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Alp Glacier Melts Reveal Once Frozen Chemical Compounds

October 14, 2009

Researchers have reported that the melting Alpine glaciers are letting off harmful pollutants once captured by the ice, which could result in a “dire environmental impact” for the region.

In a study of sediment from an Alpine lake, Swiss researchers found trace amounts of now banned chemicals such as dioxins and pesticides like DDT.

“We can confirm with the help of these layers that, in the 1960s and 1970s, POPs (Persistant Organic Pollutants) were produced in great quantities and were also deposited in this Alpine lake,” Christian Bogdal, of the Swiss Federal Laboratory for Materials Testing and Research, said in the journal Environmental Science and Technology.

Researchers studied a sediment core from the glacier-fed Lake Oberaar in Switzerland. They analyzed the sample for a variety of “persistent organic pollutants, organochlorine pesticides, and synthetic musk fragrances.”

“Input fluxes of all organochlorines increased in the 1950s, peaked in the 1960s∴1970s, and decreased again to low levels in the 1980s∴1990s,” researchers wrote. “This observation reflects the emission history of these compounds and technical improvements and regulations leading to reduced emissions some decades ago.”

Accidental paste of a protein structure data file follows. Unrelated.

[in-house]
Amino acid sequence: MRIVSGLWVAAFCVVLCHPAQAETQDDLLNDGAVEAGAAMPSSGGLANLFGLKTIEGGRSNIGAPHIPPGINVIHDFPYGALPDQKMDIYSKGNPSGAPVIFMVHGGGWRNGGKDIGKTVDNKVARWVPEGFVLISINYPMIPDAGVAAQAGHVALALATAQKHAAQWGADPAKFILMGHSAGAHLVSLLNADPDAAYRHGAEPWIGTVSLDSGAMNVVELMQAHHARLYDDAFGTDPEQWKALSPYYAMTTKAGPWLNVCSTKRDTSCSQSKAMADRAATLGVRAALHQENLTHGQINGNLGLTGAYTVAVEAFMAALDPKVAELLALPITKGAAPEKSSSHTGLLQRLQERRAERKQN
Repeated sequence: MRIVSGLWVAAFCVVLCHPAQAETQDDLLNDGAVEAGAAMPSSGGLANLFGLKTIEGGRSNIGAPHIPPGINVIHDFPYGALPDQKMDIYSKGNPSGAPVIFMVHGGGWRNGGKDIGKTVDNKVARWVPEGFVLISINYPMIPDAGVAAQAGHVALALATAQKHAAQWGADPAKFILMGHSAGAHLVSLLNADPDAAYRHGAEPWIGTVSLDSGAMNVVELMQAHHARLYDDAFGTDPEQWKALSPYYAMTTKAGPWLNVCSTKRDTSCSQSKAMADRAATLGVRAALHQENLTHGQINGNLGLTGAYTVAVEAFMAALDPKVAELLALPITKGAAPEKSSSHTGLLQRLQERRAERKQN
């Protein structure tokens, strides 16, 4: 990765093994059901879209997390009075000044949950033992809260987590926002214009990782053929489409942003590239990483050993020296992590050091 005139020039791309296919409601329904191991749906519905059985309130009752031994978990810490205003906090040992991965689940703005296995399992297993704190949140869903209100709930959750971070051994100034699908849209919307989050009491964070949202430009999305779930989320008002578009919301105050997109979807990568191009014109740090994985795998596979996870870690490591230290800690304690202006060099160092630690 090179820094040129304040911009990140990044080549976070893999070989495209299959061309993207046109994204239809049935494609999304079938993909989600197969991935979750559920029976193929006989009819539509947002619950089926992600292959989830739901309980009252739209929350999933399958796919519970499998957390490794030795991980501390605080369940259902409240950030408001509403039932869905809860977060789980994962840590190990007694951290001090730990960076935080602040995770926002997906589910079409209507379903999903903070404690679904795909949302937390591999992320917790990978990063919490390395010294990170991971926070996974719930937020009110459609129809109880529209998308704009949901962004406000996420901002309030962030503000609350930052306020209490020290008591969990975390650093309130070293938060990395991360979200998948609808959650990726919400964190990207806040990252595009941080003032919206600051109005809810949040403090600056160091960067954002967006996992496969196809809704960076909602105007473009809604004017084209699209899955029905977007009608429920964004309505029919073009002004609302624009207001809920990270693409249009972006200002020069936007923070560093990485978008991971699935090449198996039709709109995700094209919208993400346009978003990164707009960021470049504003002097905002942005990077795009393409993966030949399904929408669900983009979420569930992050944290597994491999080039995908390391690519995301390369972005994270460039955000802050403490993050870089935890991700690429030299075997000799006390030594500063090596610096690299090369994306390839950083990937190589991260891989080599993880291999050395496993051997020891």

“This second peak supports the hypothesis that there is a relevant release of persistent organic chemicals from melting Alpine glaciers.”

“Considering ongoing global warming and accelerated massive glacier melting predicted for the future, our study indicates the potential for dire environmental impacts due to pollutants delivered into pristine mountainous areas.”

Peter Schmid, one of the researchers involved with the study, told AFP that the findings coincided with those from other glacial lakes in the Swiss Alps.

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